IP addressing

Q. What do you understand by IP addressing? How can you classify IP addressing? How is subnet addressing is done?

Answer: -

Each and every host and router on the Internet has an IP address, which encodes its network number and the host number. The grouping is single: in principle, no two machines on the Internet have same IP address. All IP addresses are of 32 bits long and are made in use in the Source address and Destination address fields of the IP packets. It is essential to note that an IP address does not in reality refer to a host. It really refers to the network interface, so if a host is on two networks, it should have two IP addresses of it. Though, in practice, mainly the hosts are on the one network and thus have only one IP address.

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or several decades, IP addresses were divided into the five categories

The class A, B, C, and D formats permits for up to 128 networks with 16 million hosts of each, 16,384 networks with up to 64K hosts, and the2 million networks (e.g., LANs) with up to the 256 hosts of each (although a few of these are unique). Also supported is multicast, in which a datagram is focussed to multiple hosts. Addresses beginning with 1111 are reserved for the future use. Over the 500,000 networks are now linked to the Internet, and the number grows every year wildly. Network numbers  are  arranged  by  a  nonprofit  corporation  known as  ICANN  (Internet  Corporation for Assigned Names and Numbers) to avoid the conflicts. In turn, ICANN has delegated parts of the address space to the various regional authorities, which then dole out IP addresses to ISPs and the other companies.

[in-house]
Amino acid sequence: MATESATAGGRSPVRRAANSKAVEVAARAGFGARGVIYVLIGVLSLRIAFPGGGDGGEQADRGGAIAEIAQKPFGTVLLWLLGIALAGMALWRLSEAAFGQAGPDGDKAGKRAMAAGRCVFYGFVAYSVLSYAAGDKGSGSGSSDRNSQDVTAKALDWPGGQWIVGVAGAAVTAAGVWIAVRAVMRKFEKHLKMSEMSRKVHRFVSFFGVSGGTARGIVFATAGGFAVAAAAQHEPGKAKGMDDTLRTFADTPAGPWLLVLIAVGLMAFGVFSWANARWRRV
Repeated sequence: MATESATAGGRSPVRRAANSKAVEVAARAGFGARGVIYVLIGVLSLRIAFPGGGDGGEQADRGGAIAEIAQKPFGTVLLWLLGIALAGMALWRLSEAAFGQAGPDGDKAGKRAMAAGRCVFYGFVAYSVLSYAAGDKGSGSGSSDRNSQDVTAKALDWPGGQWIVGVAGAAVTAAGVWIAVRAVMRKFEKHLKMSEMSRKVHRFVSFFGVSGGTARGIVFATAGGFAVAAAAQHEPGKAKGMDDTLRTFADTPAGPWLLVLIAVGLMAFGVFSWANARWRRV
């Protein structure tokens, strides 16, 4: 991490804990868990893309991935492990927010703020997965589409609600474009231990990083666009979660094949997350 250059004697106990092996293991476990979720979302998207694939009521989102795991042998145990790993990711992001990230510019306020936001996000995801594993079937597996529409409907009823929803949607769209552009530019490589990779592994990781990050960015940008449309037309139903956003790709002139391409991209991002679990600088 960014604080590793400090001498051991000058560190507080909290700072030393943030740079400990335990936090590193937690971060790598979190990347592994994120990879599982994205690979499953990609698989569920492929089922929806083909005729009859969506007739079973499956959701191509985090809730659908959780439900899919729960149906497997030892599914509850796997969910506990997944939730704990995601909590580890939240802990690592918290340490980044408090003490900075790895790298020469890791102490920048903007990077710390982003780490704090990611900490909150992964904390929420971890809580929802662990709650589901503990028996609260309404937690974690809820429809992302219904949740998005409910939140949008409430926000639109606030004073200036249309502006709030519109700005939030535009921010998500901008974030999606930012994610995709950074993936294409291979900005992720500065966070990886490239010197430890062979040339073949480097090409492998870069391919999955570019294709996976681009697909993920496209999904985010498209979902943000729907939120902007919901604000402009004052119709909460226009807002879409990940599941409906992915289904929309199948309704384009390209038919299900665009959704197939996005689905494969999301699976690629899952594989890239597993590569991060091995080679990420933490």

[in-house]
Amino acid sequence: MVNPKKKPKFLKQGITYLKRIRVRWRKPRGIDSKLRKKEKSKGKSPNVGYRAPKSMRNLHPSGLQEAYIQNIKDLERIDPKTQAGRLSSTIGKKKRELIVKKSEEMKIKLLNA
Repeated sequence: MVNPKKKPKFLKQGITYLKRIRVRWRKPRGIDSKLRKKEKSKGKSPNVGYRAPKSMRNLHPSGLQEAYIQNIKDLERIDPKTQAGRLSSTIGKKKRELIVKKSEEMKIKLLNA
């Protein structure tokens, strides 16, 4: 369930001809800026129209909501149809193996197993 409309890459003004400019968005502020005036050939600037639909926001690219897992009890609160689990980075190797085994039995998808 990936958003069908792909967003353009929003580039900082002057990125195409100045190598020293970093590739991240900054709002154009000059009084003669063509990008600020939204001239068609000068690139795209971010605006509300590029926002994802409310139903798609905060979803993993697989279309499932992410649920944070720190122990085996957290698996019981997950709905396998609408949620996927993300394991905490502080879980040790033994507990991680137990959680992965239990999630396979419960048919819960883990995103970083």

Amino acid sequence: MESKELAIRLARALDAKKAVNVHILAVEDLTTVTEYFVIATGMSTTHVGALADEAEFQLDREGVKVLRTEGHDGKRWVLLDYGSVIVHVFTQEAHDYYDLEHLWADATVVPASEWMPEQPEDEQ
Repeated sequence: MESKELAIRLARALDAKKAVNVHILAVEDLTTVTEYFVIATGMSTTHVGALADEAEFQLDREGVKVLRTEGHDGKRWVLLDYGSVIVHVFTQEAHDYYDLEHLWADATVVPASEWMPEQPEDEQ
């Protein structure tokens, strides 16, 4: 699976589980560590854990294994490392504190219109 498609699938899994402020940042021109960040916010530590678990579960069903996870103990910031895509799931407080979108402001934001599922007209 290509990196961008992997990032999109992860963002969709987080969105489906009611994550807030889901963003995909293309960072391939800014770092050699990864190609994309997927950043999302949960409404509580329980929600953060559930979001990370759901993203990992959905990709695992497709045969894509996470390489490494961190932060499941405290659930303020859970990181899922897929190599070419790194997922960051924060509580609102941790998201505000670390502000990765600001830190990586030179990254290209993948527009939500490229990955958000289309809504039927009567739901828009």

Network addresses, that are 32-bit numbers, are generally written in dotted decimal notation. In this format, each of 4 bytes is written in the decimal, from 0 to 255. For instance, the 32-bit hexadecimal address C0290614 is written as The smallest IP address is and highest is The values of 0 and -1 (all 1s) have specific meanings, as shown in the Fig. 5-56. The value 0 means this network. The value of -1 is used as a broadcast address to mean all the hosts on an indicated network.

IP address is used by the hosts when they are being booted up. IP addresses with 0 as network number refers to the current network or host. These addresses permits machines to refer to their own network with not knowing its number (but they have to know its class to know how many 0s should be included). The address comprising of all 1s allows the broadcasting on the local network, naturally a LAN. The addresses with the proper network number and all the 1s in the host field or network allow the machines to send broadcast packets to distant LANs anywhere in  the  Internet (although many network administrators disable this feature). In the end, all addresses of the form 127.xx.yy.zz are reserved for the loopback testing. Packets sent to that particular address are not put out onto wire; they are processed locally and treated as the incoming packets. This permits packets to be sent to local network without the sender knowing its number.